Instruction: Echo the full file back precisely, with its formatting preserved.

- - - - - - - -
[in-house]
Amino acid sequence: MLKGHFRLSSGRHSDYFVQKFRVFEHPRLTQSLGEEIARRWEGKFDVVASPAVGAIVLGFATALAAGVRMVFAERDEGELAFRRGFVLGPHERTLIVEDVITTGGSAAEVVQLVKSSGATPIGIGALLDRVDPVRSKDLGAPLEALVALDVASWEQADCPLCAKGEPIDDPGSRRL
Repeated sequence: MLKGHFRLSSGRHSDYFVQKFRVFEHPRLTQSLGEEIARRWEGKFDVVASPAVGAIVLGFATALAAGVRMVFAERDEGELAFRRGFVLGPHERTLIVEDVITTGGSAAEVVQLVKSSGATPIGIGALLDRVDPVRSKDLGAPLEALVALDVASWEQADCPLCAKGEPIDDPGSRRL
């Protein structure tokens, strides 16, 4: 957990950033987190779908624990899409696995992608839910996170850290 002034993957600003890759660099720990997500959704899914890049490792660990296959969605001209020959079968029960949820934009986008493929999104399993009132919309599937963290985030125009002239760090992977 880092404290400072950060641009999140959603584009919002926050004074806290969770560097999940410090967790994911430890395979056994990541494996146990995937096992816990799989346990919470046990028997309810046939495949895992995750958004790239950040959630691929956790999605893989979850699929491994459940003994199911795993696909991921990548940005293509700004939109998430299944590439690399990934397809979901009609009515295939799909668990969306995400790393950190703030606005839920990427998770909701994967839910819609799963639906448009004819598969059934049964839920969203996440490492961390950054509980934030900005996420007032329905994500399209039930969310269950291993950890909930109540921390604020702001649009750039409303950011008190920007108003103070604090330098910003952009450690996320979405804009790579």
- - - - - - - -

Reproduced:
[in-house]
Amino acid sequence: MLKGHFRLSSGRHSDYFVQKFRVFEHPRLTQSLGEEIARRWEGKFDVVASPAVGAIVLGFATALAAGVRMVFAERDEGELAFRRGFVLGPHERTLIVEDVITTGGSAAEVVQLVKSSGATPIGIGALLDRVDPVRSKDLGAPLEALVALDVASWEQADCPLCAKGEPIDDPGSRRL
Repeated sequence: MLKGHFRLSSGRHSDYFVQKFRVFEHPRLTQSLGEEIARRWEGKFDVVASPAVGAIVLGFATALAAGVRMVFAERDEGELAFRRGFVLGPHERTLIVEDVITTGGSAAEVVQLVKSSGATPIGIGALLDRVDPVRSKDLGAPLEALVALDVASWEQADCPLCAKGEPIDDPGSRRL
């Protein structure tokens, strides 16, 4: 957990950033987190779908624990899409696995992608839910996170850290 002034993957600003890759660099720990997500959704899914890049490792660990296959969605001209020959079968029960949820934009986008493929999104399993009132919309599937963290985030125009002239760090992977 880092404290400072950060641009999140959603584009919002926050004074806290969770560097999940410090967790994911430890395979056994990541494996146990995937096992816990799989346990919470046990028997309810046939495949895992995750958004790239950040959630691929956790999605893989979850699929491994459940003994199911795993696909991921990548940005293509700004939109998430299944590439690399990934397809979901009609009515295939799909668990969306995400790393950190703030606005839920990427998770909701994967839910819609799963639906448009004819598969059934049964839920969203996440490492961390950054509980934030900005996420007032329905994500399209039930969310269950291993950890909930109540921390604020702001649009750039409303950011008190920007108003103070604090330098910003952009450690996320979405804009790579």